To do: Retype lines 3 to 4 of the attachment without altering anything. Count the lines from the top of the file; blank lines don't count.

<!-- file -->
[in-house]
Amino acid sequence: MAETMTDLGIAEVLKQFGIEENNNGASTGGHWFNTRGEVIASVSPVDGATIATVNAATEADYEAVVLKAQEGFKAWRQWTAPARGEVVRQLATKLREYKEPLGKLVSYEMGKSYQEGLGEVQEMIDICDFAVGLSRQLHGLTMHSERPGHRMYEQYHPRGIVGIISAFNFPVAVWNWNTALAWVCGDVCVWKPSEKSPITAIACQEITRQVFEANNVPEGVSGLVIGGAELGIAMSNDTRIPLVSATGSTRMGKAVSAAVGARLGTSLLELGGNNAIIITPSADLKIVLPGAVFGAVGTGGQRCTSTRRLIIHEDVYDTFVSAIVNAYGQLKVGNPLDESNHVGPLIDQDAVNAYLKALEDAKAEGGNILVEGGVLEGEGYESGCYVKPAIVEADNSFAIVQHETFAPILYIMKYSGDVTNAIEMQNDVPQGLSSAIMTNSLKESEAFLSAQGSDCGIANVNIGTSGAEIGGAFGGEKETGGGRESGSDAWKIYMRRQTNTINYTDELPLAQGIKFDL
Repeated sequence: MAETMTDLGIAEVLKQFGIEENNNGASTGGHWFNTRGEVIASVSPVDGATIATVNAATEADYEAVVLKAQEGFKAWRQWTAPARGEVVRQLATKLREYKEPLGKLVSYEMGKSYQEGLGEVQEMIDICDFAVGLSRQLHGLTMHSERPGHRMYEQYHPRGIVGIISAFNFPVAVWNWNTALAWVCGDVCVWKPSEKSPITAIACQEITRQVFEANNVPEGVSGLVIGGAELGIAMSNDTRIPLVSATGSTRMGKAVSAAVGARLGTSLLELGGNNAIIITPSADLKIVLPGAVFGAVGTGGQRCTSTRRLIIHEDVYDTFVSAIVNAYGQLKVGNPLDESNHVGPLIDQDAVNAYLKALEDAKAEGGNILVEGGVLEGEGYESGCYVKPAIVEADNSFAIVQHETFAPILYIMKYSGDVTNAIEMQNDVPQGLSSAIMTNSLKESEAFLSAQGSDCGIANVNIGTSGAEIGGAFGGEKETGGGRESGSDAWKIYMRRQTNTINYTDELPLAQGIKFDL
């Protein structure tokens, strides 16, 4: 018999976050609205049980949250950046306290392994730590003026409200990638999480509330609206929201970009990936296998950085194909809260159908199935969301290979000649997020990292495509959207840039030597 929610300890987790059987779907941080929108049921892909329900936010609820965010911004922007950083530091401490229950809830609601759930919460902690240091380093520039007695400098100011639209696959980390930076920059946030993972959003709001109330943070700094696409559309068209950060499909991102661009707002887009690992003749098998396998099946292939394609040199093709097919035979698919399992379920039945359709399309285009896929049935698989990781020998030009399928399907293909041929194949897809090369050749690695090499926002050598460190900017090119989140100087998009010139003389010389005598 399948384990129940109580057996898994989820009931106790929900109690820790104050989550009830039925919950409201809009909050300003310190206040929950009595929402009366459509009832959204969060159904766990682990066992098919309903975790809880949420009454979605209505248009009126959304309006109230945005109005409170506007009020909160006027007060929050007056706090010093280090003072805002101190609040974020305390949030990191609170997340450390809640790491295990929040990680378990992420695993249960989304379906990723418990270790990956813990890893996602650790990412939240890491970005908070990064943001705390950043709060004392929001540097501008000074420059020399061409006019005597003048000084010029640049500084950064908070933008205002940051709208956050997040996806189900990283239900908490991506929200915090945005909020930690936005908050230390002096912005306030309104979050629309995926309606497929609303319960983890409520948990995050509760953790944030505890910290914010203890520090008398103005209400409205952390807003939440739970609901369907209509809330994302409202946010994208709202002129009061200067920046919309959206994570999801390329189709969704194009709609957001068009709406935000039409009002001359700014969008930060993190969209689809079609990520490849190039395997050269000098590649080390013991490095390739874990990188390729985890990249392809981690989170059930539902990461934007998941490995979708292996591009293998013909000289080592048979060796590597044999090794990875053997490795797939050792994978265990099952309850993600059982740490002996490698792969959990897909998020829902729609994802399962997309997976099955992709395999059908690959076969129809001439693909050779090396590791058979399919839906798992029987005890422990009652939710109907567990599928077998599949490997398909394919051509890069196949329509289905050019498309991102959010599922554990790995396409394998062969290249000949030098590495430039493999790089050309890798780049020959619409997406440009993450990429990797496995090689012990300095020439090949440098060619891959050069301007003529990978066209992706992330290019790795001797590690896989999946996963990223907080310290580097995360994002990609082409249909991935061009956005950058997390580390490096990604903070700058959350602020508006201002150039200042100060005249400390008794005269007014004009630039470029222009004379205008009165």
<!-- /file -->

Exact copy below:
Repeated sequence: MAETMTDLGIAEVLKQFGIEENNNGASTGGHWFNTRGEVIASVSPVDGATIATVNAATEADYEAVVLKAQEGFKAWRQWTAPARGEVVRQLATKLREYKEPLGKLVSYEMGKSYQEGLGEVQEMIDICDFAVGLSRQLHGLTMHSERPGHRMYEQYHPRGIVGIISAFNFPVAVWNWNTALAWVCGDVCVWKPSEKSPITAIACQEITRQVFEANNVPEGVSGLVIGGAELGIAMSNDTRIPLVSATGSTRMGKAVSAAVGARLGTSLLELGGNNAIIITPSADLKIVLPGAVFGAVGTGGQRCTSTRRLIIHEDVYDTFVSAIVNAYGQLKVGNPLDESNHVGPLIDQDAVNAYLKALEDAKAEGGNILVEGGVLEGEGYESGCYVKPAIVEADNSFAIVQHETFAPILYIMKYSGDVTNAIEMQNDVPQGLSSAIMTNSLKESEAFLSAQGSDCGIANVNIGTSGAEIGGAFGGEKETGGGRESGSDAWKIYMRRQTNTINYTDELPLAQGIKFDL
């Protein structure tokens, strides 16, 4: 018999976050609205049980949250950046306290392994730590003026409200990638999480509330609206929201970009990936296998950085194909809260159908199935969301290979000649997020990292495509959207840039030597 929610300890987790059987779907941080929108049921892909329900936010609820965010911004922007950083530091401490229950809830609601759930919460902690240091380093520039007695400098100011639209696959980390930076920059946030993972959003709001109330943070700094696409559309068209950060499909991102661009707002887009690992003749098998396998099946292939394609040199093709097919035979698919399992379920039945359709399309285009896929049935698989990781020998030009399928399907293909041929194949897809090369050749690695090499926002050598460190900017090119989140100087998009010139003389010389005598 399948384990129940109580057996898994989820009931106790929900109690820790104050989550009830039925919950409201809009909050300003310190206040929950009595929402009366459509009832959204969060159904766990682990066992098919309903975790809880949420009454979605209505248009009126959304309006109230945005109005409170506007009020909160006027007060929050007056706090010093280090003072805002101190609040974020305390949030990191609170997340450390809640790491295990929040990680378990992420695993249960989304379906990723418990270790990956813990890893996602650790990412939240890491970005908070990064943001705390950043709060004392929001540097501008000074420059020399061409006019005597003048000084010029640049500084950064908070933008205002940051709208956050997040996806189900990283239900908490991506929200915090945005909020930690936005908050230390002096912005306030309104979050629309995926309606497929609303319960983890409520948990995050509760953790944030505890910290914010203890520090008398103005209400409205952390807003939440739970609901369907209509809330994302409202946010994208709202002129009061200067920046919309959206994570999801390329189709969704194009709609957001068009709406935000039409009002001359700014969008930060993190969209689809079609990520490849190039395997050269000098590649080390013991490095390739874990990188390729985890990249392809981690989170059930539902990461934007998941490995979708292996591009293998013909000289080592048979060796590597044999090794990875053997490795797939050792994978265990099952309850993600059982740490002996490698792969959990897909998020829902729609994802399962997309997976099955992709395999059908690959076969129809001439693909050779090396590791058979399919839906798992029987005890422990009652939710109907567990599928077998599949490997398909394919051509890069196949329509289905050019498309991102959010599922554990790995396409394998062969290249000949030098590495430039493999790089050309890798780049020959619409997406440009993450990429990797496995090689012990300095020439090949440098060619891959050069301007003529990978066209992706992330290019790795001797590690896989999946996963990223907080310290580097995360994002990609082409249909991935061009956005950058997390580390490096990604903070700058959350602020508006201002150039200042100060005249400390008794005269007014004009630039470029222009004379205008009165």